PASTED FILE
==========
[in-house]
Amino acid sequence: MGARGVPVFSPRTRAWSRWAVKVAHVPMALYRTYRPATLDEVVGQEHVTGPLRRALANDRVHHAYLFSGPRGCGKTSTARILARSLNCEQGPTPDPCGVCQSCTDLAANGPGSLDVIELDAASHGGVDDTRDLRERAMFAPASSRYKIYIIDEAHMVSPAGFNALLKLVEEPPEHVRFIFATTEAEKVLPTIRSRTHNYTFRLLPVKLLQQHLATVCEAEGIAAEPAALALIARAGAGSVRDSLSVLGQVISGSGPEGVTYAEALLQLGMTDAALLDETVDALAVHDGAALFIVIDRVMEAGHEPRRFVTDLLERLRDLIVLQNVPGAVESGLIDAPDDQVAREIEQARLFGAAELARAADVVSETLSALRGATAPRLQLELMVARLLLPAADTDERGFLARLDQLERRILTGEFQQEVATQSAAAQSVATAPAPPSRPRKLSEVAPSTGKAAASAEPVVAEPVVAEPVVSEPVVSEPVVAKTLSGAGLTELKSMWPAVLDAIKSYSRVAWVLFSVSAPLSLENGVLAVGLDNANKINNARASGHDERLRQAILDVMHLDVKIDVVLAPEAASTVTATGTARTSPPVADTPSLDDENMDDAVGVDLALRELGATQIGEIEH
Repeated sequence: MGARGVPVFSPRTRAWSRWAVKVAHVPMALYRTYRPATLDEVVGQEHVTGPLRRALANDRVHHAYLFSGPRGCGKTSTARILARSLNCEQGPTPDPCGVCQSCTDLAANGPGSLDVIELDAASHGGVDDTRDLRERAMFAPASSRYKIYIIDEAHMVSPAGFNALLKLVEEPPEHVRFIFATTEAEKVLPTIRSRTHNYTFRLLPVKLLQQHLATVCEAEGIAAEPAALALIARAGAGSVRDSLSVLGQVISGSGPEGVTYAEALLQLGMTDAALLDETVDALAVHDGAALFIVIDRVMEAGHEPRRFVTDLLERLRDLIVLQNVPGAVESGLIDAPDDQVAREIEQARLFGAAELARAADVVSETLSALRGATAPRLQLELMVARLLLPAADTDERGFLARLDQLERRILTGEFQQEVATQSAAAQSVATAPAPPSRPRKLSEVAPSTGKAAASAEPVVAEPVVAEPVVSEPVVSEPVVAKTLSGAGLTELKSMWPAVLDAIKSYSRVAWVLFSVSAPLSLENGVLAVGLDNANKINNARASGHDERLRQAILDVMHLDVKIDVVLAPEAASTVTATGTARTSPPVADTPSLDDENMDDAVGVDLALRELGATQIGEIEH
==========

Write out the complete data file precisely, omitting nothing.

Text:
[in-house]
Amino acid sequence: MGARGVPVFSPRTRAWSRWAVKVAHVPMALYRTYRPATLDEVVGQEHVTGPLRRALANDRVHHAYLFSGPRGCGKTSTARILARSLNCEQGPTPDPCGVCQSCTDLAANGPGSLDVIELDAASHGGVDDTRDLRERAMFAPASSRYKIYIIDEAHMVSPAGFNALLKLVEEPPEHVRFIFATTEAEKVLPTIRSRTHNYTFRLLPVKLLQQHLATVCEAEGIAAEPAALALIARAGAGSVRDSLSVLGQVISGSGPEGVTYAEALLQLGMTDAALLDETVDALAVHDGAALFIVIDRVMEAGHEPRRFVTDLLERLRDLIVLQNVPGAVESGLIDAPDDQVAREIEQARLFGAAELARAADVVSETLSALRGATAPRLQLELMVARLLLPAADTDERGFLARLDQLERRILTGEFQQEVATQSAAAQSVATAPAPPSRPRKLSEVAPSTGKAAASAEPVVAEPVVAEPVVSEPVVSEPVVAKTLSGAGLTELKSMWPAVLDAIKSYSRVAWVLFSVSAPLSLENGVLAVGLDNANKINNARASGHDERLRQAILDVMHLDVKIDVVLAPEAASTVTATGTARTSPPVADTPSLDDENMDDAVGVDLALRELGATQIGEIEH
Repeated sequence: MGARGVPVFSPRTRAWSRWAVKVAHVPMALYRTYRPATLDEVVGQEHVTGPLRRALANDRVHHAYLFSGPRGCGKTSTARILARSLNCEQGPTPDPCGVCQSCTDLAANGPGSLDVIELDAASHGGVDDTRDLRERAMFAPASSRYKIYIIDEAHMVSPAGFNALLKLVEEPPEHVRFIFATTEAEKVLPTIRSRTHNYTFRLLPVKLLQQHLATVCEAEGIAAEPAALALIARAGAGSVRDSLSVLGQVISGSGPEGVTYAEALLQLGMTDAALLDETVDALAVHDGAALFIVIDRVMEAGHEPRRFVTDLLERLRDLIVLQNVPGAVESGLIDAPDDQVAREIEQARLFGAAELARAADVVSETLSALRGATAPRLQLELMVARLLLPAADTDERGFLARLDQLERRILTGEFQQEVATQSAAAQSVATAPAPPSRPRKLSEVAPSTGKAAASAEPVVAEPVVAEPVVSEPVVSEPVVAKTLSGAGLTELKSMWPAVLDAIKSYSRVAWVLFSVSAPLSLENGVLAVGLDNANKINNARASGHDERLRQAILDVMHLDVKIDVVLAPEAASTVTATGTARTSPPVADTPSLDDENMDDAVGVDLALRELGATQIGEIEH